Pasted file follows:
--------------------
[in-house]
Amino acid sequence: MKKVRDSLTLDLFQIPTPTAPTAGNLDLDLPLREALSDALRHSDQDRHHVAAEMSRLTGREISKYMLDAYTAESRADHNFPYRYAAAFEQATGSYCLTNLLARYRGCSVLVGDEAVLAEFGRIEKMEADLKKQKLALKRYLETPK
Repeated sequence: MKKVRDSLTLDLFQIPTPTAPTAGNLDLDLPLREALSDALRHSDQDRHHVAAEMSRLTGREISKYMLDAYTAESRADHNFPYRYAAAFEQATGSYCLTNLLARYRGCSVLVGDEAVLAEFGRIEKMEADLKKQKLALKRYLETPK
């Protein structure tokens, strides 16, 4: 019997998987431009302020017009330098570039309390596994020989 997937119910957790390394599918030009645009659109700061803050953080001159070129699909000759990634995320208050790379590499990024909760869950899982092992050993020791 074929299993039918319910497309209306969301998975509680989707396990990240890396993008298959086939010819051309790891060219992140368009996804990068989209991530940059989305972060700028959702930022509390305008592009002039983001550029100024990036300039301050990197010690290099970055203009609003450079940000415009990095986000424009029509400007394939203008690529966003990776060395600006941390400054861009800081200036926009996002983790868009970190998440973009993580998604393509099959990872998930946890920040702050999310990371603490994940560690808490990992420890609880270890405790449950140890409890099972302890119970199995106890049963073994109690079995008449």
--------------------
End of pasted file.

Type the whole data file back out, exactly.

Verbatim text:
[in-house]
Amino acid sequence: MKKVRDSLTLDLFQIPTPTAPTAGNLDLDLPLREALSDALRHSDQDRHHVAAEMSRLTGREISKYMLDAYTAESRADHNFPYRYAAAFEQATGSYCLTNLLARYRGCSVLVGDEAVLAEFGRIEKMEADLKKQKLALKRYLETPK
Repeated sequence: MKKVRDSLTLDLFQIPTPTAPTAGNLDLDLPLREALSDALRHSDQDRHHVAAEMSRLTGREISKYMLDAYTAESRADHNFPYRYAAAFEQATGSYCLTNLLARYRGCSVLVGDEAVLAEFGRIEKMEADLKKQKLALKRYLETPK
């Protein structure tokens, strides 16, 4: 019997998987431009302020017009330098570039309390596994020989 997937119910957790390394599918030009645009659109700061803050953080001159070129699909000759990634995320208050790379590499990024909760869950899982092992050993020791 074929299993039918319910497309209306969301998975509680989707396990990240890396993008298959086939010819051309790891060219992140368009996804990068989209991530940059989305972060700028959702930022509390305008592009002039983001550029100024990036300039301050990197010690290099970055203009609003450079940000415009990095986000424009029509400007394939203008690529966003990776060395600006941390400054861009800081200036926009996002983790868009970190998440973009993580998604393509099959990872998930946890920040702050999310990371603490994940560690808490990992420890609880270890405790449950140890409890099972302890119970199995106890049963073994109690079995008449």